Wednesday, September 30, 2020

Episode 1 - Jen Sookfong Lee

 

clcualberta · CLC Brown Bag Lunch Podcast - Episode 1 - Jen Sookfong Lee

 

Tune in to our first ever Brown Bag Lunch Podcast with the celebrated writer, radio host, and podcaster Jen Sookfong Lee!

Jen Sookfong Lee was born and raised in Vancouver’s East Side, and currently lives with her son in North Burnaby. Lee is a prolific and celebrated writer, editor, teacher, and radio personality who writes in an array of genres, including the literary crime novel, YA fiction, film criticism and poetry. Her first novel, The End of East (Knopf 2007) illuminates the Chinese Canadian story in Vancouver. She followed this with a Young Adult novel, Shelter (Annick Press, 2011), and another for adults, The Better Mother (Knopf, 2011), a finalist for the City of Vancouver Book Award and praised for its “straight-ahead page-turning brilliance.” Her literary crime novel, The Conjoined (ECW press, 2016), was nominated for the International Dublin Literary Award and a finalist for the Ethel Wilson Fiction Prize, and has been praised for its “complex, refreshing and relevant departure” from the expectations of the genre.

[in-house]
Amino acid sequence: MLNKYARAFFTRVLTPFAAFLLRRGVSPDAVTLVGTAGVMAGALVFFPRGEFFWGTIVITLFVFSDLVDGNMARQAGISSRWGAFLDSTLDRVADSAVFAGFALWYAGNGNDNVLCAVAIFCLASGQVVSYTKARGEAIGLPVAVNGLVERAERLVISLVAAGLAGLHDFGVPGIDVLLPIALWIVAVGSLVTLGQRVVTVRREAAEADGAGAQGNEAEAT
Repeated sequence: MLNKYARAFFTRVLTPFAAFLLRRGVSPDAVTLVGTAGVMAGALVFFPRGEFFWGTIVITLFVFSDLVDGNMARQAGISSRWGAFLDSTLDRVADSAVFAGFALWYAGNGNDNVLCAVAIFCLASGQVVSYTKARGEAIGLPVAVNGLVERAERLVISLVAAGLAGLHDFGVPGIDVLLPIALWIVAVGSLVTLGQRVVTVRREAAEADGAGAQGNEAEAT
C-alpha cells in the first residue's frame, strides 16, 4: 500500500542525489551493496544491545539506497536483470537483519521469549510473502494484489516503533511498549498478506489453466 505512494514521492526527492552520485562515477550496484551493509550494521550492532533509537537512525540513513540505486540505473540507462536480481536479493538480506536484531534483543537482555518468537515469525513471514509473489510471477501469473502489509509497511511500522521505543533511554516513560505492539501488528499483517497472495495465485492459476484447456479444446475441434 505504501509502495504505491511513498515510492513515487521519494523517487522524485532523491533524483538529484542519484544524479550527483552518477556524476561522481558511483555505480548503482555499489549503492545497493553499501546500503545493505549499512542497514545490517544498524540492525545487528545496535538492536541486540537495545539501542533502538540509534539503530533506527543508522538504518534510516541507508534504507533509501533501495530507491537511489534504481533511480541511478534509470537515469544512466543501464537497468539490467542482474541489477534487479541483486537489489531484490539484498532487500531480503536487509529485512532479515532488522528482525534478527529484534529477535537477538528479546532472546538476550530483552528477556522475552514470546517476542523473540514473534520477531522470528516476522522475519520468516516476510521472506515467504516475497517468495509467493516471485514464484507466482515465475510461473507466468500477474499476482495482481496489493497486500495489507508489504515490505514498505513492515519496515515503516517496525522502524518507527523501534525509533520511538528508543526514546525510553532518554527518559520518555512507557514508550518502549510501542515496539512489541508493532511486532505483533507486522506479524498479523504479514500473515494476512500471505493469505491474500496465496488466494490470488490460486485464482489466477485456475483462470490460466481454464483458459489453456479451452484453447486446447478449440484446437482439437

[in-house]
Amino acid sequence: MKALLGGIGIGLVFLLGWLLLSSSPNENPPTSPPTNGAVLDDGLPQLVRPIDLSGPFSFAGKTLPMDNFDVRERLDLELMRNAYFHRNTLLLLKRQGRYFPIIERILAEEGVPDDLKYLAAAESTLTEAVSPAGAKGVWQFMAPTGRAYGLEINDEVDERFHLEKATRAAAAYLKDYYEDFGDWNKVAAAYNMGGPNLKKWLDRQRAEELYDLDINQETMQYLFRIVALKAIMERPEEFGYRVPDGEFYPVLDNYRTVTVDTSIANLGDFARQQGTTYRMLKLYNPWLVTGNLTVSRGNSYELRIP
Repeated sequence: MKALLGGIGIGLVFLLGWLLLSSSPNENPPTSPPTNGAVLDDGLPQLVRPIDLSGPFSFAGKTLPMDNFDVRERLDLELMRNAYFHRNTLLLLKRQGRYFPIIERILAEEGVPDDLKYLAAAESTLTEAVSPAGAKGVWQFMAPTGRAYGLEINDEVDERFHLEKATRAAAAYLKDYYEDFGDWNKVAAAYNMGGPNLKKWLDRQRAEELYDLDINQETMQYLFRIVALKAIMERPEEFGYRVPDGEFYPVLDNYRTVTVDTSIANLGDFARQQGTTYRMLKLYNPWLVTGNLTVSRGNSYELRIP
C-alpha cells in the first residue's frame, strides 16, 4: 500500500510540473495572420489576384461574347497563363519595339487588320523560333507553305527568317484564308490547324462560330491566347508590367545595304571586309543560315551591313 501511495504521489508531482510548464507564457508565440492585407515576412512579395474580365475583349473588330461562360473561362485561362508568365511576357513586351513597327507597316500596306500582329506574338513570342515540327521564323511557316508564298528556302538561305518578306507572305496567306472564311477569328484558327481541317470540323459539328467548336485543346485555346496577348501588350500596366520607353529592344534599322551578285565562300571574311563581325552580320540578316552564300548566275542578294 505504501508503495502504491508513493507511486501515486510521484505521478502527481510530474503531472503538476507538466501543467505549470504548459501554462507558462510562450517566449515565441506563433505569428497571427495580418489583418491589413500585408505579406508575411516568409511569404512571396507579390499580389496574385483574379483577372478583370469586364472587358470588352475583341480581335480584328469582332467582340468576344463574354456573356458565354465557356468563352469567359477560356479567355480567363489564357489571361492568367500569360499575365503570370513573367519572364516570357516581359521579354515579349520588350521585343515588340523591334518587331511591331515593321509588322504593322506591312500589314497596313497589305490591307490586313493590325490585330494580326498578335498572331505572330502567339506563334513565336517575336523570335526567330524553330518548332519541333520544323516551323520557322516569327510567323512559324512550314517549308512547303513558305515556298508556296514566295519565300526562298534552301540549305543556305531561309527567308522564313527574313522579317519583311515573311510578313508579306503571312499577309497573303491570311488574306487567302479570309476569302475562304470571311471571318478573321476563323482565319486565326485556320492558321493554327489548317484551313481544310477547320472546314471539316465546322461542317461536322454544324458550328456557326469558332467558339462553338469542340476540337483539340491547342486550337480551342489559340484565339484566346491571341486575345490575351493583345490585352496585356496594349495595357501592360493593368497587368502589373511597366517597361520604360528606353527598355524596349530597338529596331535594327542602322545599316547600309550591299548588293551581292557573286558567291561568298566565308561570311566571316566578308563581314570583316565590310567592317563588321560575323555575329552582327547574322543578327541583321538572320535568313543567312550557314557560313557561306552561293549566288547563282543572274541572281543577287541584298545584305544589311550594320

Lee’s writing and editing projects also include Chinese New Year; a book of film criticism called Gentlemen Of The Shade: My Own Private Idaho (ECW Press, 2017); and Whatever Gets You Through, a collection of essays by writers who have survived sexual abuse (co-edited with Stacey May Fowles, Greystone Books, 2019). Lee also edits fiction for Wolsak & Wynn, teaches fiction at The Writers’ Studio Online at Simon Fraser University, and co-hosts the literary podcast "Can’t Lit."

And finally, Lee is also a popular CBC Radio personality: she has been a regular contributor on The Next Chapter and Definitely Not the Opera, and a frequent co-host for the Studio One Book Club. In this podcast, Lee reads from The Conjoined as well as her forthcoming collection of poetry, The Shadow List, and reflects on the impact of the pandemic on her writing life, the role of art and literature in these times, and must-reads of the moment.